How might you utilise this approach as a teacher to encourage self assessment and goal setting in students, perhaps alongside success criteria in the form of ‘I can’ statements?

How might you utilise the approach as a leader, to encourage reflective practice in teachers, perhaps supported by your articulated beliefs about learning?

How might you use the approach as a workshop leader or presenter to encourage participants to reflect and consider action they will take as a result of their learning from your session?

Below are some goals shared during my workshop at the Toddle planning meetup yesterday:

  • ‘I will start with the child before considering last year’s planner, so that we can create more responsive and authentically differentiated units’
  • ‘I will change my plans as students respond so that they can see more of their curiosity represented in learning engagements.’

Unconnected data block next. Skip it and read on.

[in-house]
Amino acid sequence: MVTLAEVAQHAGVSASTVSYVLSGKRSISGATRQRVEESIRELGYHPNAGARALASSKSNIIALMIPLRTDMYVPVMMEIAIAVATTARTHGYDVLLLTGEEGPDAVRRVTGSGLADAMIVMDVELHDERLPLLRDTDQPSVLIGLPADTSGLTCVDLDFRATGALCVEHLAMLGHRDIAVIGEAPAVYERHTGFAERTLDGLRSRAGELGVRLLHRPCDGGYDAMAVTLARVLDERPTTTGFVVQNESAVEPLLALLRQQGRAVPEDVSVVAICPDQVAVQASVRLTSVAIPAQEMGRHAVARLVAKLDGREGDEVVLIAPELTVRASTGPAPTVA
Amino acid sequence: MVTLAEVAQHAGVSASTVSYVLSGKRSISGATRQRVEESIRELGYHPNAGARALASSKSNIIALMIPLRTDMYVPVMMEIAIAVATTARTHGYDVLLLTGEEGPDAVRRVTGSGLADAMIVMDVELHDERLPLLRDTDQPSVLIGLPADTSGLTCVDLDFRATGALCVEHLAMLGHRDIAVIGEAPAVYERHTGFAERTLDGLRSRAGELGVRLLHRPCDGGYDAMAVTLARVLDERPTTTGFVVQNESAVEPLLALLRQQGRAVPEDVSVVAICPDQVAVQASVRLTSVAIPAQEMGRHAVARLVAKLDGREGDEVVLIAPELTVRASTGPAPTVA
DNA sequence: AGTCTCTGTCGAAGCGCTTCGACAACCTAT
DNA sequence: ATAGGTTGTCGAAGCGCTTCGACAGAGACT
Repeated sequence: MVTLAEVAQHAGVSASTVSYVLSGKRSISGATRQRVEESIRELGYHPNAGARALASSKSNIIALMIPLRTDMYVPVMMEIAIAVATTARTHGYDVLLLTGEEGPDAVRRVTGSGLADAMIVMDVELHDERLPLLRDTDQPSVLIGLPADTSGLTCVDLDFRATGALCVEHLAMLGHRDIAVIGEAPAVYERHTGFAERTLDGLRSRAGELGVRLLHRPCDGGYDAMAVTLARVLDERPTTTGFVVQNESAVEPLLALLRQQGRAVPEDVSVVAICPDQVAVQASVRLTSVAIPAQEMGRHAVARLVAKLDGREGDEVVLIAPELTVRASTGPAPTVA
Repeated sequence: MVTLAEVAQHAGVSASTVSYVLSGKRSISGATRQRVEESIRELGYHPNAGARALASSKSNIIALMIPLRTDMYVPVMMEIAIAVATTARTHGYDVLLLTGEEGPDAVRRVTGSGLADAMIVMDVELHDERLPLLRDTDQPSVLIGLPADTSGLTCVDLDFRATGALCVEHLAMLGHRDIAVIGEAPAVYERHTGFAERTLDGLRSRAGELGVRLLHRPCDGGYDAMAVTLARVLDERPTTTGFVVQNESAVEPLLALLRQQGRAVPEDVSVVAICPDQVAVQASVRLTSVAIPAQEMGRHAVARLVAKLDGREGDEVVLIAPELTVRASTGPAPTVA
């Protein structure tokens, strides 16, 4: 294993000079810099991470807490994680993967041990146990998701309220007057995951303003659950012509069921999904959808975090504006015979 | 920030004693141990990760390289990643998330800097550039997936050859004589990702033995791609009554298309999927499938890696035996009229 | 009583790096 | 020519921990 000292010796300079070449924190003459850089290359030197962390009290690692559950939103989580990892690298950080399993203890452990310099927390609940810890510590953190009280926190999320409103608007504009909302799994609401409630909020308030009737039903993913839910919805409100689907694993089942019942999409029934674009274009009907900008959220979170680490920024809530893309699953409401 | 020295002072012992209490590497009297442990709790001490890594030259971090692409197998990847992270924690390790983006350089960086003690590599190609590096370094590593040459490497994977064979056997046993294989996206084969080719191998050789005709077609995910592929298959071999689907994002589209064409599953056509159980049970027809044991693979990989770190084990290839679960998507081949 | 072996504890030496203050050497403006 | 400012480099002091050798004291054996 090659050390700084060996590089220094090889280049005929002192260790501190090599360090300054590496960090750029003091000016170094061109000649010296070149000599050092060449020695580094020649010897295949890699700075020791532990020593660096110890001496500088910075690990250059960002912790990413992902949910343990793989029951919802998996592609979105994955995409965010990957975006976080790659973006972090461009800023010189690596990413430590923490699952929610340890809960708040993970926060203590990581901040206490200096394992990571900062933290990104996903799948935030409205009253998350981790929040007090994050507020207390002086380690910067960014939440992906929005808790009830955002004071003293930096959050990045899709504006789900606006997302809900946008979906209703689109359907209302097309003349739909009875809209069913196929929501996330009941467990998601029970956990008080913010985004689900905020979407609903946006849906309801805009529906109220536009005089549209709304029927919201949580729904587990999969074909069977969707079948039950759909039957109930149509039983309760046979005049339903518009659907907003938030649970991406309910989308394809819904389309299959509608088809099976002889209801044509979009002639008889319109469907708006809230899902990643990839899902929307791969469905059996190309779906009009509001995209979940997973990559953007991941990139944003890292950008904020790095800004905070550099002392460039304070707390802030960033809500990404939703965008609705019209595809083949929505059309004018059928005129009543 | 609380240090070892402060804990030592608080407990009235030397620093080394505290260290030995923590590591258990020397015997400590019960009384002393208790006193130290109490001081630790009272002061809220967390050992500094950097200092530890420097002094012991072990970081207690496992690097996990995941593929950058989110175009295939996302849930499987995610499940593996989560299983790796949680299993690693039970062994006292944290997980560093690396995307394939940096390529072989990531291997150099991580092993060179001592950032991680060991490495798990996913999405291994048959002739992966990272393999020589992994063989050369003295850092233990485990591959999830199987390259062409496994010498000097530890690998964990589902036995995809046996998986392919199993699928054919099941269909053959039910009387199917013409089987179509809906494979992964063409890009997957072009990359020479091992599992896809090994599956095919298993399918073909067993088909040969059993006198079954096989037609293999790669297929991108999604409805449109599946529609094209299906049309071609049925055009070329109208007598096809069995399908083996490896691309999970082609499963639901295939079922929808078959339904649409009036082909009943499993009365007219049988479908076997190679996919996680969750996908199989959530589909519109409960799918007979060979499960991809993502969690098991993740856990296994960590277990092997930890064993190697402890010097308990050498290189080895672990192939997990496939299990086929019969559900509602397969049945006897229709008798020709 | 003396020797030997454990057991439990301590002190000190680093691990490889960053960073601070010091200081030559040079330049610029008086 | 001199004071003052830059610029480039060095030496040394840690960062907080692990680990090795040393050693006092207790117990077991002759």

• ‘I will use the two questions- What has been revealed? How might we respond? to support greater responsiveness to our students as we plan for our teaching and learning’
  • I will find times in our PLCs for revisiting the unit planner so that reflection is more organic.

It’s an effective model to use with others, but also for personal reflection. What are my strengths? What am I proud of? What is one thing that I might do next? So what?

CONTEMPLATIONS ON COACHING #2

Contemplations on coaching #1

Coaching provides a quiet space to think aloud, without the peripheral noise usually going on in one’s head.

In my up-skilling session with Di, I notice the familiar elements of coaching practice as well as the style and skills of the coach, intertwined with my own reflections about who I am as a person, an educator and a coach. What are my strengths? What am I comfortable with? Where do I want to go? How might I move forward? What might my next steps be?

The parallels in good teaching practice are apparent! A responsive, ‘assessment capable,‘ teacher is essentially a growth coach. They notice, without judgement, what’s been revealed and consider how best to respond in order to support the learner to progress.